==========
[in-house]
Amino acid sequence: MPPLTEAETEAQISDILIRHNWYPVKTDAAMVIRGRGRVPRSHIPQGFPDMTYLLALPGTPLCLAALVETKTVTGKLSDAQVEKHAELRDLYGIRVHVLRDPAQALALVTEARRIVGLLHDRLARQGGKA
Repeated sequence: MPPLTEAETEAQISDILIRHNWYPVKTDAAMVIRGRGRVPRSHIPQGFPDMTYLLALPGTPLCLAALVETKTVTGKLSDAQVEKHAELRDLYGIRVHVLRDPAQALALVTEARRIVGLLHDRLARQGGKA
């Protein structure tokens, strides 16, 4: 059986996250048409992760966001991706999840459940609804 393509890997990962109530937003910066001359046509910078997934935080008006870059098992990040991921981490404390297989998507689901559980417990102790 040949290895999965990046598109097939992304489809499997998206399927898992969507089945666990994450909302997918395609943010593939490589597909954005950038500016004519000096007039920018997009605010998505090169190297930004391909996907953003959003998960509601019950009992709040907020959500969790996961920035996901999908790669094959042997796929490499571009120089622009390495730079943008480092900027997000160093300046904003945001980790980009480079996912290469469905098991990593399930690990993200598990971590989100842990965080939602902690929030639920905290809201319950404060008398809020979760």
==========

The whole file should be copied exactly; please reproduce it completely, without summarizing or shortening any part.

[in-house]
Amino acid sequence: MPPLTEAETEAQISDILIRHNWYPVKTDAAMVIRGRGRVPRSHIPQGFPDMTYLLALPGTPLCLAALVETKTVTGKLSDAQVEKHAELRDLYGIRVHVLRDPAQALALVTEARRIVGLLHDRLARQGGKA
Repeated sequence: MPPLTEAETEAQISDILIRHNWYPVKTDAAMVIRGRGRVPRSHIPQGFPDMTYLLALPGTPLCLAALVETKTVTGKLSDAQVEKHAELRDLYGIRVHVLRDPAQALALVTEARRIVGLLHDRLARQGGKA
């Protein structure tokens, strides 16, 4: 059986996250048409992760966001991706999840459940609804 393509890997990962109530937003910066001359046509910078997934935080008006870059098992990040991921981490404390297989998507689901559980417990102790 040949290895999965990046598109097939992304489809499997998206399927898992969507089945666990994450909302997918395609943010593939490589597909954005950038500016004519000096007039920018997009605010998505090169190297930004391909996907953003959003998960509601019950009992709040907020959500969790996961920035996901999908790669094959042997796929490499571009120089622009390495730079943008480092900027997000160093300046904003945001980790980009480079996912290469469905098991990593399930690990993200598990971590989100842990965080939602902690929030639920905290809201319950404060008398809020979760």